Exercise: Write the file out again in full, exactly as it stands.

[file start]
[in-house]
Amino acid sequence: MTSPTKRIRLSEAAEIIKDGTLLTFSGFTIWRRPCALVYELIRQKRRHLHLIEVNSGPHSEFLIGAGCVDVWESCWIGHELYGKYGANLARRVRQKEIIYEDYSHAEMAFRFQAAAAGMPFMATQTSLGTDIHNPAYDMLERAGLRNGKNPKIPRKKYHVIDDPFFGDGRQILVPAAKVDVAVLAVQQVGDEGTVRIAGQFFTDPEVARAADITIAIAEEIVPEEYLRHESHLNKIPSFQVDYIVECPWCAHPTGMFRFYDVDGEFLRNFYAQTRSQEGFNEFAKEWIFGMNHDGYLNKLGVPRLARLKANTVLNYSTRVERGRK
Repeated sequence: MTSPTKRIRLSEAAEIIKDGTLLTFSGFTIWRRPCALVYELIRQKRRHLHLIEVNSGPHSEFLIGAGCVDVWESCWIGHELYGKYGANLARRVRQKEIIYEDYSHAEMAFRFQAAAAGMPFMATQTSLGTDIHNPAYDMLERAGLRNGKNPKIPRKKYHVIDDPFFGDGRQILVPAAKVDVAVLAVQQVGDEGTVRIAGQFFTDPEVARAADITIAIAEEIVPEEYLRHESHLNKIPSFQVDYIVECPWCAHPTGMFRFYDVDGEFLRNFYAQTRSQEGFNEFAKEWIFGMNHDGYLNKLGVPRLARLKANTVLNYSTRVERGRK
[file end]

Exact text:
[in-house]
Amino acid sequence: MTSPTKRIRLSEAAEIIKDGTLLTFSGFTIWRRPCALVYELIRQKRRHLHLIEVNSGPHSEFLIGAGCVDVWESCWIGHELYGKYGANLARRVRQKEIIYEDYSHAEMAFRFQAAAAGMPFMATQTSLGTDIHNPAYDMLERAGLRNGKNPKIPRKKYHVIDDPFFGDGRQILVPAAKVDVAVLAVQQVGDEGTVRIAGQFFTDPEVARAADITIAIAEEIVPEEYLRHESHLNKIPSFQVDYIVECPWCAHPTGMFRFYDVDGEFLRNFYAQTRSQEGFNEFAKEWIFGMNHDGYLNKLGVPRLARLKANTVLNYSTRVERGRK
Repeated sequence: MTSPTKRIRLSEAAEIIKDGTLLTFSGFTIWRRPCALVYELIRQKRRHLHLIEVNSGPHSEFLIGAGCVDVWESCWIGHELYGKYGANLARRVRQKEIIYEDYSHAEMAFRFQAAAAGMPFMATQTSLGTDIHNPAYDMLERAGLRNGKNPKIPRKKYHVIDDPFFGDGRQILVPAAKVDVAVLAVQQVGDEGTVRIAGQFFTDPEVARAADITIAIAEEIVPEEYLRHESHLNKIPSFQVDYIVECPWCAHPTGMFRFYDVDGEFLRNFYAQTRSQEGFNEFAKEWIFGMNHDGYLNKLGVPRLARLKANTVLNYSTRVERGRK